A landlord in Auckland was ordered to pay thousands after he made his tenant endure walking up 20 flights of stairs while the tenant owed him money.
The issue first appeared before New Zealand's Tenancy Tribunal in December 2022, when the tenant, whose name is suppressed, was NZ$2970 ($2750) behind in rent after his catering business hit hard times.
Stuff reported the tenant counterclaimed that landlord Vinh Nguyen had not installed any form of heating in the Albert St apartment, located in Auckland's CBD, as required under healthy homes standards.
Despite being ordered by the tribunal to put in a wall heater, Nguyen continued to ignore his obligation.
But, his greater offence was cancelling the tenant's electronic lift key.
During a second hearing in April 2023, which the landlord did not attend, the tribunal heard that the tenant had to use the stairs to get up his 20th floor apartment in the City Gardens building.
The tenant still had a physical key to the apartment's front door, but had to rely on the good grace of neighbours to let him into the front entrance of the building before making an exhausting ascent.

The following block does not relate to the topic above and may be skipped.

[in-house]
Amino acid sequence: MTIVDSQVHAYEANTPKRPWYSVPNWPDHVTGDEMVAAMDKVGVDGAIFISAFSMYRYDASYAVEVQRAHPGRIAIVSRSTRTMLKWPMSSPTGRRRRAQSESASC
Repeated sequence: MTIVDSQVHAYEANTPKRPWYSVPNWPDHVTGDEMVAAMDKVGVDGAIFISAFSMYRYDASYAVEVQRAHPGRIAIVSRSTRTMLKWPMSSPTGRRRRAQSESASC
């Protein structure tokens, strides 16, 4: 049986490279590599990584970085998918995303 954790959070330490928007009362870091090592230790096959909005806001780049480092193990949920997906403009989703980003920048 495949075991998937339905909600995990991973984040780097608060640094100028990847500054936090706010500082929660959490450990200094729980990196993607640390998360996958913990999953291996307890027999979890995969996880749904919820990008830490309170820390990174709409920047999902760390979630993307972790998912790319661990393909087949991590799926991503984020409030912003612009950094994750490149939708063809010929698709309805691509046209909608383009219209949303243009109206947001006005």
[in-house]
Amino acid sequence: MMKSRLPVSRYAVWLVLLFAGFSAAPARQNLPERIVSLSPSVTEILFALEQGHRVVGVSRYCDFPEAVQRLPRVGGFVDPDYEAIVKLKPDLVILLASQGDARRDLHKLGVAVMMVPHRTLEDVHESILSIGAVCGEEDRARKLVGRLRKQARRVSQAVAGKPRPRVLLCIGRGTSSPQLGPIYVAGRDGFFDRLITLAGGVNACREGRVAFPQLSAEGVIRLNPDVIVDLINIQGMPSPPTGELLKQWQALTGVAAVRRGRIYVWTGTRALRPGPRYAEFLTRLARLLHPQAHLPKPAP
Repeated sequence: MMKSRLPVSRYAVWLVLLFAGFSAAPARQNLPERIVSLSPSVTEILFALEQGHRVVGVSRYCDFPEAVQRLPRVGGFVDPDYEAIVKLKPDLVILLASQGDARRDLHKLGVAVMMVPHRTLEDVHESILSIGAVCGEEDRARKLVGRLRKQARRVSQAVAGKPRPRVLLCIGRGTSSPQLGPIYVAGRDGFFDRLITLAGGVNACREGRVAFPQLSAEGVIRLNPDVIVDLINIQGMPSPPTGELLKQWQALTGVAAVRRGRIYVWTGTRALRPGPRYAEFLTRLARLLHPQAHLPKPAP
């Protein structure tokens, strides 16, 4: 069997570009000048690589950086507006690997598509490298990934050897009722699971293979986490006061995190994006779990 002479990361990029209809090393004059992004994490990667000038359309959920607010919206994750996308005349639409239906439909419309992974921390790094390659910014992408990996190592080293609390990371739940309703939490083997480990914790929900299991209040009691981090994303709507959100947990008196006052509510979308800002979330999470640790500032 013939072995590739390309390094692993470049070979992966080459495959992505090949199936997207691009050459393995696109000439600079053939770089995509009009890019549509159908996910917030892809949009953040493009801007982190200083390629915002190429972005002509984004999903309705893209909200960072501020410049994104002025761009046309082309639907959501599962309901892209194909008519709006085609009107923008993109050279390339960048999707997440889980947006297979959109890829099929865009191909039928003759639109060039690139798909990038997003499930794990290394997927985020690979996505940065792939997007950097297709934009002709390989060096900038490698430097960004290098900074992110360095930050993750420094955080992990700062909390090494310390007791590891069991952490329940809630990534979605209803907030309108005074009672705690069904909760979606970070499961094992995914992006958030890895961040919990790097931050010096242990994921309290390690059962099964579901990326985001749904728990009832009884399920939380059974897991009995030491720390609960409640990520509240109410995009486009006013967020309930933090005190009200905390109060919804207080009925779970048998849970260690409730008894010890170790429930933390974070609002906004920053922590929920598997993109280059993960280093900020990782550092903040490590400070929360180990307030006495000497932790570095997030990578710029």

"The landlord has intentionally interfered with the reasonable peace and comfort of the tenant in his use of the premises in circumstances that amount to harassment," adjudicator Jack Tam wrote in his decision.
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The definition for harassment used by the tribunal includes "to trouble, worry or distress" as well as "to wear out, tire, or exhaust".
Nguyen was stung for the offence under two sections on the Residential Tenancies Act for a total of $2590. This was $1390 for harassment and $1200 for "altering the locks".
But that wasn't all. In March, Nguyen had also sent a text to the tenant telling them they had four days to move out of the apartment.
"The landlord has no grounds to terminate the tenancy, let alone by text," Tam wrote.
For this unlawful act, the landlord was ordered to pay a further $2775.
Finally, Nguyen was also ordered for the second time to install a heater in the apartment.
Tam took the unusual step of writing in his orders that if the work wasn't done, that the tenant could have it done himself at a cost of up to $1390 and offset that cost from his rent.
Further, while the tenant had still been in arrears, Tam ordered that this amount could be taken off the landlord's ordered payments, meaning the debt would be settled, and the tenant would receive $2620 for his trouble.
For good measure, the landlord also had to pay the tribunal's $18.90 filing fee.
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